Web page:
Cytokine storms and T-cell counts may offer clues on COVID-19 treatment
Posted: 4 May 2020 | Victoria Rees (Drug Target Review) | No comments yet
According to a new study, treatments for COVID-19 should focus on cytokines and T-cell counts and their function, rather than patient respiratory function.
Cytokine storms may affect the severity of COVID-19 cases by lowering T-cell counts, says a new study. Researchers studying coronavirus cases in China found that sick patients had a significantly low number of T cells and that these counts were negatively correlated with case severity, indicating that T cells could be targeted for effective treatment of the condition.
The team, from the Third Military Medical University in China, also found a high concentration of cytokines, a protein that normally helps fight off infection. Excess cytokines can trigger an inflammatory response known as a cytokine storm, which causes the proteins to attack healthy cells. Overall, the study suggests that COVID-19 does not attack T cells directly, but rather triggers the cytokine release, which then drives the depletion and exhaustion of T cells.
The researchers say the findings offer clues on how to target treatment of COVID-19: “We should pay more attention to T-cell counts and their function, rather than respiratory function of patients,” said author Dr Yongwen Chen from the Third Military Medical University in China. “More urgent, early intervention may be required in patients with low T lymphocyte counts.”
Chen and his co-authors became interested in examining T cells when they noticed that many of the patients they treated for COVID-19 had abnormally low numbers of lymphocytes. “Considering T cells’ central role of response against viral infections, especially in the early stage when antibodies are not boosted yet, we took the T cells as our focal point,” said Chen.
The researchers examined 522 patients with COVID-19 along with 40 healthy controls. All patients studied were admitted to two hospitals in Wuhan, China between December 2019 and January 2020 and ages ranged between five days and 97 years old. Of the 499 patients who had their lymphocytes recorded, 76 percent had significantly low total T-cell counts. Intensive care unit (ICU) patients had significantly lower T-cell counts compared with non-ICU cases and patients over the age of 60 had the lowest number of T cells.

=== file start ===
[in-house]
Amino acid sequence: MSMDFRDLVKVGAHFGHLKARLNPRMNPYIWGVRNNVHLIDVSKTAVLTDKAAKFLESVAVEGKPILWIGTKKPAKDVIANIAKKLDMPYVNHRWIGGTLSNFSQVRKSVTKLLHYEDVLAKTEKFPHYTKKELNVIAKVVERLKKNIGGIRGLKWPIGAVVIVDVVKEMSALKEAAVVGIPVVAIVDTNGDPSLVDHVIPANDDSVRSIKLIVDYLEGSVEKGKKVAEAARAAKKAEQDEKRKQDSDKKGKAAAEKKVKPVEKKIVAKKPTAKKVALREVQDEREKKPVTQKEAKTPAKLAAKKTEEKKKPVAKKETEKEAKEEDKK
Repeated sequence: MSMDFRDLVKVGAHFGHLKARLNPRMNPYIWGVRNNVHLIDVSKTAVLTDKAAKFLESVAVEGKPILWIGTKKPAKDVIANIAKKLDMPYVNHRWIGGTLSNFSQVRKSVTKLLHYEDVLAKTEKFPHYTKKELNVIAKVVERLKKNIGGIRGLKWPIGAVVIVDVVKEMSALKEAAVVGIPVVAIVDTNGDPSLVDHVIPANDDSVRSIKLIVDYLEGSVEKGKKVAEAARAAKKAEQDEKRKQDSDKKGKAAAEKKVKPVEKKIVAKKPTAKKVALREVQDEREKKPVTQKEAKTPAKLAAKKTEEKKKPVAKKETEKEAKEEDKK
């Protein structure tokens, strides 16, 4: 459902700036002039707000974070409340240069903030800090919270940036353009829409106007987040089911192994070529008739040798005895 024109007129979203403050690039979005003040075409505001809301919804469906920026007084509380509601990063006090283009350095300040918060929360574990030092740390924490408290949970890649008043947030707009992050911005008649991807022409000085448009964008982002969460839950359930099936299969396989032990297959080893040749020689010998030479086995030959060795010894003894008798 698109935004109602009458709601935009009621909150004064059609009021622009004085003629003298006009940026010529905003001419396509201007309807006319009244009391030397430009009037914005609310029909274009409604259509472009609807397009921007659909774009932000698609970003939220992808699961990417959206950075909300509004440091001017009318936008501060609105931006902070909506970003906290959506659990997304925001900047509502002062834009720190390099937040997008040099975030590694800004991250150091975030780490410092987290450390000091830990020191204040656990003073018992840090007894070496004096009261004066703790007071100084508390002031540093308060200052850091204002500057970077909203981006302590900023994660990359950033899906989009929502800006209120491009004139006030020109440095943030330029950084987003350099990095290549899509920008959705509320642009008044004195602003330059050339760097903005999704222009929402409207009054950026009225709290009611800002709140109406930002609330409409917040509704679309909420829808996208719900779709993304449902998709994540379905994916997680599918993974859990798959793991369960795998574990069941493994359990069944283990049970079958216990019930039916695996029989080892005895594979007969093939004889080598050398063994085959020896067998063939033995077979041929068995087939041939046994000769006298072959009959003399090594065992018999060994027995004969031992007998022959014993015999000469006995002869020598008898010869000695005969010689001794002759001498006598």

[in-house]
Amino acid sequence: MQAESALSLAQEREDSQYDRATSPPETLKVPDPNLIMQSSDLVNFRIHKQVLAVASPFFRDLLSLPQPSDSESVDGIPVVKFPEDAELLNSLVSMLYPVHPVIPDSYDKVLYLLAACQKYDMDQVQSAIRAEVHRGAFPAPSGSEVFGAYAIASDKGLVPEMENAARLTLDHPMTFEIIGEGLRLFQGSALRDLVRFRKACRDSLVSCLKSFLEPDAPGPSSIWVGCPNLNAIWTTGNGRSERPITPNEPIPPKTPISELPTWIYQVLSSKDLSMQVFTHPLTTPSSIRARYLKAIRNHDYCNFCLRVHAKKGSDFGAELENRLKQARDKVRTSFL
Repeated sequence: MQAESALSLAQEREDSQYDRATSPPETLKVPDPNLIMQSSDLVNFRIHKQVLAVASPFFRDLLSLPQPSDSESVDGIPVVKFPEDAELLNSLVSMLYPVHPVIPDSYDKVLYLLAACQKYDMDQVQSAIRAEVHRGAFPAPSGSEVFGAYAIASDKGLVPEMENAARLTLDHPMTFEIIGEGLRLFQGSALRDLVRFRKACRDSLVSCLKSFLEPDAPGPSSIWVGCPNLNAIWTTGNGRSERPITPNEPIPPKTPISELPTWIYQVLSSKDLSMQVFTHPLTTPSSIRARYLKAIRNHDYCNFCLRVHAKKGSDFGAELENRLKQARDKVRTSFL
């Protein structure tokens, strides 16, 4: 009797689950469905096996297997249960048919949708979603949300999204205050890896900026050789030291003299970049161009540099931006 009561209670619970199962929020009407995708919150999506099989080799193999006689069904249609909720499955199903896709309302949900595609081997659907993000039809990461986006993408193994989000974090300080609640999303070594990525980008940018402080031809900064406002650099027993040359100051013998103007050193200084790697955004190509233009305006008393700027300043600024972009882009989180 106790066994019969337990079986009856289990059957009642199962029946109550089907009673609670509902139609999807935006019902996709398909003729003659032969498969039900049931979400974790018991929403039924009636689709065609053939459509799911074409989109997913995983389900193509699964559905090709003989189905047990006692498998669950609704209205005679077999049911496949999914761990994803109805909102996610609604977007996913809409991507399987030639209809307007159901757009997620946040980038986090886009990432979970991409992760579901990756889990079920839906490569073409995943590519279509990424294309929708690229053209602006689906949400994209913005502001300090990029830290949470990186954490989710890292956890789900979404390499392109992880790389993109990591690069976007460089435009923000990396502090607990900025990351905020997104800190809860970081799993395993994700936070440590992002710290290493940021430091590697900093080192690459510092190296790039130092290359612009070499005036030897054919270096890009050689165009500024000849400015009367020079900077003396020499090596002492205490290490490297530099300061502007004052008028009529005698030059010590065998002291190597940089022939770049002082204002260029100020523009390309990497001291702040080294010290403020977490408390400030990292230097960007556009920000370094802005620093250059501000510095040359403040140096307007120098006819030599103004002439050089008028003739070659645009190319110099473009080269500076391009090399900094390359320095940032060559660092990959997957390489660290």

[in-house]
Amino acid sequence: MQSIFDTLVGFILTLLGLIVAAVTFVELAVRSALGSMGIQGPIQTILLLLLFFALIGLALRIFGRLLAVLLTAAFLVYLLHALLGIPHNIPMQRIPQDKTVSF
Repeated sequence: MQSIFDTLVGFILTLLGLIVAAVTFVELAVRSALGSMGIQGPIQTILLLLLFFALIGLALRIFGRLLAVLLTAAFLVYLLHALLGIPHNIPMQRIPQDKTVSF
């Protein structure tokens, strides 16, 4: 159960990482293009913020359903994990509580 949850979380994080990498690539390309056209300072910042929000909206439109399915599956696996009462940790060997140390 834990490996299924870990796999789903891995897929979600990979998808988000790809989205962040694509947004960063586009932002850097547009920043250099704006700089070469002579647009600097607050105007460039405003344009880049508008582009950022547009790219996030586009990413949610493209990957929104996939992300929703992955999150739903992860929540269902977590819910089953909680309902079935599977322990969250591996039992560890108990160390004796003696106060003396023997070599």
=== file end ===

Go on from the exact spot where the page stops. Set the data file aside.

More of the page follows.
According to the findings, the T cells that did survive were exhausted and could not function at full capacity. The researchers say that not only does this have implications for COVID-19 patient outcomes, but T-cell exhaustion leaves patients more vulnerable to secondary infection.
Chen says that future research should focus on finding finer subpopulations of T cells to discover their vulnerability and effect in disease, along with identifying drugs that recover T-cell numbers and boost function.
The authors say that tocilizumab is an existing drug that may be effective, but that it needs to be investigated in the context of coronavirus. Antiviral treatments, such as remdesivir, may also prevent the progression of T-cell exhaustion, but all future treatments will require further study.
The study was published in Frontiers in Immunology.
Cytokines, Disease Research, Drug Targets, Research & Development, T cells, Therapeutics
Third Military Medical University
Dr Yongwen Chen